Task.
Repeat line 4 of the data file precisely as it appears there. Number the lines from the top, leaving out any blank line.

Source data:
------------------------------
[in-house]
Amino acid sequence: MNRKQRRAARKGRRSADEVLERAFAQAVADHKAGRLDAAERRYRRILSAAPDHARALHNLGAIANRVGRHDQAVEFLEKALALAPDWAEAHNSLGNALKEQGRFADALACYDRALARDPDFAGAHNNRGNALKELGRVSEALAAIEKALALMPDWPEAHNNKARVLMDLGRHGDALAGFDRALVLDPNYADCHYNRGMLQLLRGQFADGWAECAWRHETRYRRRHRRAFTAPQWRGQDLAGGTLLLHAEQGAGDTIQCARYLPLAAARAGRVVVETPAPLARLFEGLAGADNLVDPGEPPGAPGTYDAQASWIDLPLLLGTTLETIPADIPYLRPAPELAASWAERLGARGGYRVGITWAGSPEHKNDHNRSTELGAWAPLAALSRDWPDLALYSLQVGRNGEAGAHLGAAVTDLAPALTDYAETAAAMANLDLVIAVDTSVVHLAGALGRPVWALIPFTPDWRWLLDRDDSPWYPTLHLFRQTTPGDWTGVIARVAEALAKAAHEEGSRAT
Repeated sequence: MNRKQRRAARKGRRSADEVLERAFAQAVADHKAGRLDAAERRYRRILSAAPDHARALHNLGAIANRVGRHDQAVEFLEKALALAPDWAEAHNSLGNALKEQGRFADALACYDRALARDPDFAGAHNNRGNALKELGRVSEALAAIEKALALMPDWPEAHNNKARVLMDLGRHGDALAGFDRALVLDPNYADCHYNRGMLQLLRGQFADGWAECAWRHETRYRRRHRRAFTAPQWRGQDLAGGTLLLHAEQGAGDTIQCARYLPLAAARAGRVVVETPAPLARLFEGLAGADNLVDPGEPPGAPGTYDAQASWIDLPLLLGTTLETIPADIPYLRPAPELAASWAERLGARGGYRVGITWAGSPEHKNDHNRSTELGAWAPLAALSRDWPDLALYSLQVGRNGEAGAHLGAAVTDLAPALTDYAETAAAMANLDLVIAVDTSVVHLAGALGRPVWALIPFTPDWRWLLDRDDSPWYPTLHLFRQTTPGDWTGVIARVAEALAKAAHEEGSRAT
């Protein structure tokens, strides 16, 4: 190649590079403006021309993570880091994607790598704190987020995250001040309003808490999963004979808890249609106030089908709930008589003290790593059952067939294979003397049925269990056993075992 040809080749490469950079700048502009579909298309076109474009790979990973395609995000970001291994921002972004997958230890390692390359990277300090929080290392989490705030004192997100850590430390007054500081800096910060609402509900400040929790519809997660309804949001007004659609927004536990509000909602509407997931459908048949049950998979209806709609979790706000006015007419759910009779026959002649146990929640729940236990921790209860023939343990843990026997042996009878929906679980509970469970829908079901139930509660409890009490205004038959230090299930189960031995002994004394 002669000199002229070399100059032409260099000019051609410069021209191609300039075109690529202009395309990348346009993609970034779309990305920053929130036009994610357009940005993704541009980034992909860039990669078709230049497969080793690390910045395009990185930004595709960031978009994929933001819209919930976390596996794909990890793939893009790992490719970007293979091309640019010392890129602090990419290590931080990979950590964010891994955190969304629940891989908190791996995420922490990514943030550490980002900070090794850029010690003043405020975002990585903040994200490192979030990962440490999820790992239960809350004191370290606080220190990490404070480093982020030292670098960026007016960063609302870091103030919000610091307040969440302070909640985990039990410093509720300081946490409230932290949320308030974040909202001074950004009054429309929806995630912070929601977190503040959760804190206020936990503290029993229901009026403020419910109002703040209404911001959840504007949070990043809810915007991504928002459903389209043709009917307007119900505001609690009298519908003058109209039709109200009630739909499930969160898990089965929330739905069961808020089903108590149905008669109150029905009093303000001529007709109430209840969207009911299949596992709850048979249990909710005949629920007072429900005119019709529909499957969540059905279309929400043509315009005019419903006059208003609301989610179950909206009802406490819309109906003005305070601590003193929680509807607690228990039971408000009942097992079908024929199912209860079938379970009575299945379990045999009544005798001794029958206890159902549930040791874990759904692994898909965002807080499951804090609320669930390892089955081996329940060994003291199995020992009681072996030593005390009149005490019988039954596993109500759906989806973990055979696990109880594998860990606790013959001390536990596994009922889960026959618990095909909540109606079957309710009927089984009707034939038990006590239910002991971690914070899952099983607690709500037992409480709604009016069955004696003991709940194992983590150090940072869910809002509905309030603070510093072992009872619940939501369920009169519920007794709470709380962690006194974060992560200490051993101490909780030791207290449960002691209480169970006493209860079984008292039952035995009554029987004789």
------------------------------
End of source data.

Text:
């Protein structure tokens, strides 16, 4: 190649590079403006021309993570880091994607790598704190987020995250001040309003808490999963004979808890249609106030089908709930008589003290790593059952067939294979003397049925269990056993075992 040809080749490469950079700048502009579909298309076109474009790979990973395609995000970001291994921002972004997958230890390692390359990277300090929080290392989490705030004192997100850590430390007054500081800096910060609402509900400040929790519809997660309804949001007004659609927004536990509000909602509407997931459908048949049950998979209806709609979790706000006015007419759910009779026959002649146990929640729940236990921790209860023939343990843990026997042996009878929906679980509970469970829908079901139930509660409890009490205004038959230090299930189960031995002994004394 002669000199002229070399100059032409260099000019051609410069021209191609300039075109690529202009395309990348346009993609970034779309990305920053929130036009994610357009940005993704541009980034992909860039990669078709230049497969080793690390910045395009990185930004595709960031978009994929933001819209919930976390596996794909990890793939893009790992490719970007293979091309640019010392890129602090990419290590931080990979950590964010891994955190969304629940891989908190791996995420922490990514943030550490980002900070090794850029010690003043405020975002990585903040994200490192979030990962440490999820790992239960809350004191370290606080220190990490404070480093982020030292670098960026007016960063609302870091103030919000610091307040969440302070909640985990039990410093509720300081946490409230932290949320308030974040909202001074950004009054429309929806995630912070929601977190503040959760804190206020936990503290029993229901009026403020419910109002703040209404911001959840504007949070990043809810915007991504928002459903389209043709009917307007119900505001609690009298519908003058109209039709109200009630739909499930969160898990089965929330739905069961808020089903108590149905008669109150029905009093303000001529007709109430209840969207009911299949596992709850048979249990909710005949629920007072429900005119019709529909499957969540059905279309929400043509315009005019419903006059208003609301989610179950909206009802406490819309109906003005305070601590003193929680509807607690228990039971408000009942097992079908024929199912209860079938379970009575299945379990045999009544005798001794029958206890159902549930040791874990759904692994898909965002807080499951804090609320669930390892089955081996329940060994003291199995020992009681072996030593005390009149005490019988039954596993109500759906989806973990055979696990109880594998860990606790013959001390536990596994009922889960026959618990095909909540109606079957309710009927089984009707034939038990006590239910002991971690914070899952099983607690709500037992409480709604009016069955004696003991709940194992983590150090940072869910809002509905309030603070510093072992009872619940939501369920009169519920007794709470709380962690006194974060992560200490051993101490909780030791207290449960002691209480169970006493209860079984008292039952035995009554029987004789």